An atrium leads into the lobby and communication center.
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From the one-way glass panes that will let residents identify their attackers to the two-sided evidence lockers that will keep confiscated guns and drugs secure, the new Perrysburg police station has many features that police say will help them effectively fight crime.
The Perrysburg Police Department moved into the 30,800-square-foot station on Walnut Street last week. Residents are invited to view the station at 11 a.m. today during a ribbon-cutting ceremony that features hors d'oeuvres and guest speakers.
The total cost of building the new station was about $7.9 million, including expenses for designing the building, removing asbestos from the site, and other infrastructure improvements. The old police headquarters, a 4,200-square-foot building dating back to 1965, was demolished to make room for the new station.
"I think we've done a good job with the least amount of expense we possibly could," Mayor Jody Holbrook said. "I think the building will serve our needs for the next 20 to 30 years and will keep up with our growth."
A sunlit atrium leads into the station's lobby and communications center, where dispatchers monitor the entire building on television screens and use new radio and computer equipment to keep in touch with officers on the streets.
A storage area for records will allow the department to consolidate its files. In previous years, every officer was responsible for maintaining his or her case records.
"Centralizing the records will make us a lot more efficient," Police Chief Richard Gilts said.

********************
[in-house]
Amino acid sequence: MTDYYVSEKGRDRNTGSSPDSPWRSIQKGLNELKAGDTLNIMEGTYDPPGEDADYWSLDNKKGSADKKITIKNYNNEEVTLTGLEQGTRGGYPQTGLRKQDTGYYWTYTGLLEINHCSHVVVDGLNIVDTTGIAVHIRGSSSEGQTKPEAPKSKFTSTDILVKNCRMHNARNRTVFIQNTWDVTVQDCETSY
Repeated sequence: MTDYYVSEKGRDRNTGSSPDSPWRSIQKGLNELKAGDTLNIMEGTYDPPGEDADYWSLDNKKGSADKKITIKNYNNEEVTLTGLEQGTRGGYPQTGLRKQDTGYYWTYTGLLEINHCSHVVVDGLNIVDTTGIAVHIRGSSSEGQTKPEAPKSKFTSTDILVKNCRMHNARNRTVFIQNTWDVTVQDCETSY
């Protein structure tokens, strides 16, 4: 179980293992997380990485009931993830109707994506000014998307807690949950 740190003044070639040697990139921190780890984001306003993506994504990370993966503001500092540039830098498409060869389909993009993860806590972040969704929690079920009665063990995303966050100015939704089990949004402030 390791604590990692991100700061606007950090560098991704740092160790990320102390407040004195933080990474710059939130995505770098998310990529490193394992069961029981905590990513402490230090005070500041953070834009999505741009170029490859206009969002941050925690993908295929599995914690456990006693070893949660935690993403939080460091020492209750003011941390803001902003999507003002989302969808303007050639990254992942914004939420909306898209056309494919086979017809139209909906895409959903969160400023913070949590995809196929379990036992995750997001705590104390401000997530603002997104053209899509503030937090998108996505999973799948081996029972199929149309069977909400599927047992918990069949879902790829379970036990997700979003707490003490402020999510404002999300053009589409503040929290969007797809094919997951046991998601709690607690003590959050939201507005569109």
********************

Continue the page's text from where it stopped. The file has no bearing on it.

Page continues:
One of the station's interview rooms where police can inter-rogate suspects has a window with one-way glass, so victims of crime can remain outside the room and identify suspects without being seen.
"In the past, our facility didn't allow us to separate victims and suspects adequately," Chief Gilts said. "We didn't have enough space."
Other new features include a training room that can accommodate up to 40 people and is equipped with wireless microphones and machines to project computer images onto a large screen.
A roll-call room allows officers to meet at the beginning and end of shifts to take stock of activities at the station.
"It gives us a significant advantage in the continuity of command," Chief Gilts said. "Communication between shifts should be significantly improved."
The evidence area has some interesting gadgets to prevent anyone from tampering with evidence. Officers with confiscated items put them into lockers that lock as soon as the door is closed. The lockers open from the other side, but the opposite door is in a room that only three officers have keys to enter.
Officers with the special keys retrieve the evidence from the sealed locker room, which is monitored by video cameras, and send the items to another locked room in the basement on an electronic dumbwaiter.
"I'm very excited about the evidence room. It allows us more room not only to store, but to process evidence," Detective Dave Schmaltz said. "We can refute claims that evidence was tampered with."
Now that the police department is in its new home, the city plans to use the department's temporary location in the basement of the municipal building for offices and meeting rooms.
The new station has room for future improvements, such as an indoor firing range. A long cement block room in the station's basement was originally slated to be a firing range, but city officials cut the necessary $300,000 from the budget for the station.
Chief Gilts said he was disappointed that the firing range was not finished, but overall is very pleased with the building.
"I believe that procedurally, our officers are as safe as we ever have been," Chief Gilts said. "The new physical structure has allowed that."
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